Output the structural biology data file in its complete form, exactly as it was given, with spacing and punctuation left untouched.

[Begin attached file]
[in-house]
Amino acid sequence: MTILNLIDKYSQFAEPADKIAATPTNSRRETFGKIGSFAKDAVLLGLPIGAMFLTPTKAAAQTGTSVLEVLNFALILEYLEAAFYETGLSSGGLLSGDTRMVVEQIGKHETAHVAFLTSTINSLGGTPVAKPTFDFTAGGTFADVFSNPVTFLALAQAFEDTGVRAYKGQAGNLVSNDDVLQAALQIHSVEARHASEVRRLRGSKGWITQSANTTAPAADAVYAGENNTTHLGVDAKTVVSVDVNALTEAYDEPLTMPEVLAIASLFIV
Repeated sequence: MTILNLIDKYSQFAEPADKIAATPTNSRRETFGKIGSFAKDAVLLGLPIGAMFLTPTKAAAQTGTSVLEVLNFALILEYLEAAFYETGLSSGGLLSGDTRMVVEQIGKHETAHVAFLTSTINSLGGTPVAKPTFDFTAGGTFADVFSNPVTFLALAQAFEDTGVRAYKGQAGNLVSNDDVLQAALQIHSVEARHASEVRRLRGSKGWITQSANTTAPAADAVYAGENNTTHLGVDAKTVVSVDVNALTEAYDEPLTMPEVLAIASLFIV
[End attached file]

[in-house]
Amino acid sequence: MTILNLIDKYSQFAEPADKIAATPTNSRRETFGKIGSFAKDAVLLGLPIGAMFLTPTKAAAQTGTSVLEVLNFALILEYLEAAFYETGLSSGGLLSGDTRMVVEQIGKHETAHVAFLTSTINSLGGTPVAKPTFDFTAGGTFADVFSNPVTFLALAQAFEDTGVRAYKGQAGNLVSNDDVLQAALQIHSVEARHASEVRRLRGSKGWITQSANTTAPAADAVYAGENNTTHLGVDAKTVVSVDVNALTEAYDEPLTMPEVLAIASLFIV
Repeated sequence: MTILNLIDKYSQFAEPADKIAATPTNSRRETFGKIGSFAKDAVLLGLPIGAMFLTPTKAAAQTGTSVLEVLNFALILEYLEAAFYETGLSSGGLLSGDTRMVVEQIGKHETAHVAFLTSTINSLGGTPVAKPTFDFTAGGTFADVFSNPVTFLALAQAFEDTGVRAYKGQAGNLVSNDDVLQAALQIHSVEARHASEVRRLRGSKGWITQSANTTAPAADAVYAGENNTTHLGVDAKTVVSVDVNALTEAYDEPLTMPEVLAIASLFIV